VA Urged to Reform Procedures for Handling Disability Claims
Thursday, June 25, 2009
Citing a fast-growing backlog of unresolved disability claims, veterans groups and members of Congress are calling for an overhaul of Department of Veterans Affairs procedures for handling cases.
The number of unprocessed disability claims has grown by nearly 100,000 since the beginning of the year and totaled 916,625 as of Saturday, a rise driven in part by increasing numbers of veterans from the Iraq and Afghanistan wars.
Rep. John Hall (D-N.Y.), who last week chaired a House Veterans' Affairs subcommittee meeting titled "Can VA Manage One Million Claims?," said the department needs "a cultural and management sea change."
Veterans "are waiting to have their claims and appeals processed," Hall said at the hearing last Thursday. "They are waiting for compensation. They are waiting for medical assistance and rehabilitation."
The American Legion, the nation's largest veterans service organization, says immediate reform is needed. "As the backlog of claims approaches 1 million, and the needs of deserving veterans go unmet, VA can wait no longer to institute new and workable policies and procedures," said David K. Rehbein, the national commander.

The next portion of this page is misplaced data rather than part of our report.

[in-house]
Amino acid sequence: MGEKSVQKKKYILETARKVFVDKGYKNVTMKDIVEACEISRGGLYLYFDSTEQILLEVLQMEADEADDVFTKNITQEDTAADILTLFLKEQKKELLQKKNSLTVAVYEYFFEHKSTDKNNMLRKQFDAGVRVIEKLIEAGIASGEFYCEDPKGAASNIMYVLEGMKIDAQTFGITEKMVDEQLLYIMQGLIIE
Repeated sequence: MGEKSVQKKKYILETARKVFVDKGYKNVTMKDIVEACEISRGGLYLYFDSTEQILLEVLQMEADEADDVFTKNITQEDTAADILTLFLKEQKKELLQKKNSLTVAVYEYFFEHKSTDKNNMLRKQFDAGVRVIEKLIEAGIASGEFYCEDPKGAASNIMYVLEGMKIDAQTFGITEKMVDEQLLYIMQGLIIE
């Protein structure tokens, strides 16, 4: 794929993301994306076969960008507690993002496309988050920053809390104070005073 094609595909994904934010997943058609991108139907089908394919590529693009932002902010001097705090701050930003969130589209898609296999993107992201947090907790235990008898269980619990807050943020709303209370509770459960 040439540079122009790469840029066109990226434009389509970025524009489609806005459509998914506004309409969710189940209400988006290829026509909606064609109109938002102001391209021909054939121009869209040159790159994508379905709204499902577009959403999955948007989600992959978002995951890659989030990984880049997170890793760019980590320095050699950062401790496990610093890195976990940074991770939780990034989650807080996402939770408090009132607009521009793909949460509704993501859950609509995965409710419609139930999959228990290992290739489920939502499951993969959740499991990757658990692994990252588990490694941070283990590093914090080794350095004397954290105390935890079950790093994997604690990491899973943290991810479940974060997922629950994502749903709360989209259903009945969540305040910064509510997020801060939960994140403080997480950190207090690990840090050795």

But the VA contends that the 1 million figure is misleading and that, in any event, it is incorrect to refer to it as backlog.
About 234,000 of the unresolved cases involve claims that are awaiting adjustment. An additional 195,000 are on appeal, and about 79,000 are considered miscellaneous. The remaining 410,000 cases are original or reopened claims for disability compensation and represent the "core" of the VA claims inventory, said Michael Walcoff, deputy undersecretary for benefits.
"While we currently have approximately 400,000 claims in our inventory, the majority of these claims are not 'backlogged,' " Walcoff told the subcommittee in prepared testimony. "The inventory is dynamic rather than static. It includes all claims received, whether pending for just a few hours or as long as six months."
Critics accuse the VA of resorting to semantics. "It seems like they're looking at ways to minimize the significance of it," said Steve Smithson, deputy director of veterans affairs and rehabilitation at the American Legion.
"At the end of the day, these are still individual veterans waiting for benefits they were promised," said Meaghan Smith, a spokeswoman for Hall. "If you asked the veteran waiting, he or she would call it a backlog."
For Army veteran David Bohan, who fought with the 1st Infantry Division during the Persian Gulf War, the bottom line is that it takes veterans too long to navigate the system. "This is very frustrating and very time-consuming," Bohan told the subcommittee. "I understand why so many people just give up."
But the VA said veterans have shorter waits, despite the 13.5 percent increase in the number of claims since last year. The average amount of time to resolve disability claims is 162 days, compared with 179 the previous year, according to the VA. About 20 percent of the cases have been pending for more than half a year.